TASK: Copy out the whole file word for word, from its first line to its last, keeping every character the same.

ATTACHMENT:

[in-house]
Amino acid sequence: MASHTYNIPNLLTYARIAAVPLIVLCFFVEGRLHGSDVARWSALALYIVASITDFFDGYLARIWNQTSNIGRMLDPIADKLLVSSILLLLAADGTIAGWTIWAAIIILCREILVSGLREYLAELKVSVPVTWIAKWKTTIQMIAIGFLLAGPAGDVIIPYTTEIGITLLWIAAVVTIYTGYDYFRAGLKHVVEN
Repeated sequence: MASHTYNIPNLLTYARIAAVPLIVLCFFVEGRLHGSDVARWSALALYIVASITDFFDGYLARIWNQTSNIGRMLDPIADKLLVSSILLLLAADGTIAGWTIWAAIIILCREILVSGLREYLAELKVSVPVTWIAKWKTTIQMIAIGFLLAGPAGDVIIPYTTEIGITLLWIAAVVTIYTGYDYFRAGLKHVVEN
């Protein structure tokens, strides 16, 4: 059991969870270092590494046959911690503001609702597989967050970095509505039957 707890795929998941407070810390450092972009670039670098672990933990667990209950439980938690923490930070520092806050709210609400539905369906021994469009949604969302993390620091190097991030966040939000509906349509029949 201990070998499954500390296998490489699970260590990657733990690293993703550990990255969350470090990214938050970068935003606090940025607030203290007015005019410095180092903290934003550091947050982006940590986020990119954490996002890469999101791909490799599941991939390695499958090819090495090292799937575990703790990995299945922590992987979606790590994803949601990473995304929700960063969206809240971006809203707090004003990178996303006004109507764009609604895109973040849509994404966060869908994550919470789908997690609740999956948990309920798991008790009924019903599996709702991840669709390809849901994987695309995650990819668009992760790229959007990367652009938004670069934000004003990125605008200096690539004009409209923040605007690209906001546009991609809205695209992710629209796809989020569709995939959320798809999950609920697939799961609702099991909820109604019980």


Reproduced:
[in-house]
Amino acid sequence: MASHTYNIPNLLTYARIAAVPLIVLCFFVEGRLHGSDVARWSALALYIVASITDFFDGYLARIWNQTSNIGRMLDPIADKLLVSSILLLLAADGTIAGWTIWAAIIILCREILVSGLREYLAELKVSVPVTWIAKWKTTIQMIAIGFLLAGPAGDVIIPYTTEIGITLLWIAAVVTIYTGYDYFRAGLKHVVEN
Repeated sequence: MASHTYNIPNLLTYARIAAVPLIVLCFFVEGRLHGSDVARWSALALYIVASITDFFDGYLARIWNQTSNIGRMLDPIADKLLVSSILLLLAADGTIAGWTIWAAIIILCREILVSGLREYLAELKVSVPVTWIAKWKTTIQMIAIGFLLAGPAGDVIIPYTTEIGITLLWIAAVVTIYTGYDYFRAGLKHVVEN
């Protein structure tokens, strides 16, 4: 059991969870270092590494046959911690503001609702597989967050970095509505039957 707890795929998941407070810390450092972009670039670098672990933990667990209950439980938690923490930070520092806050709210609400539905369906021994469009949604969302993390620091190097991030966040939000509906349509029949 201990070998499954500390296998490489699970260590990657733990690293993703550990990255969350470090990214938050970068935003606090940025607030203290007015005019410095180092903290934003550091947050982006940590986020990119954490996002890469999101791909490799599941991939390695499958090819090495090292799937575990703790990995299945922590992987979606790590994803949601990473995304929700960063969206809240971006809203707090004003990178996303006004109507764009609604895109973040849509994404966060869908994550919470789908997690609740999956948990309920798991008790009924019903599996709702991840669709390809849901994987695309995650990819668009992760790229959007990367652009938004670069934000004003990125605008200096690539004009409209923040605007690209906001546009991609809205695209992710629209796809989020569709995939959320798809999950609920697939799961609702099991909820109604019980």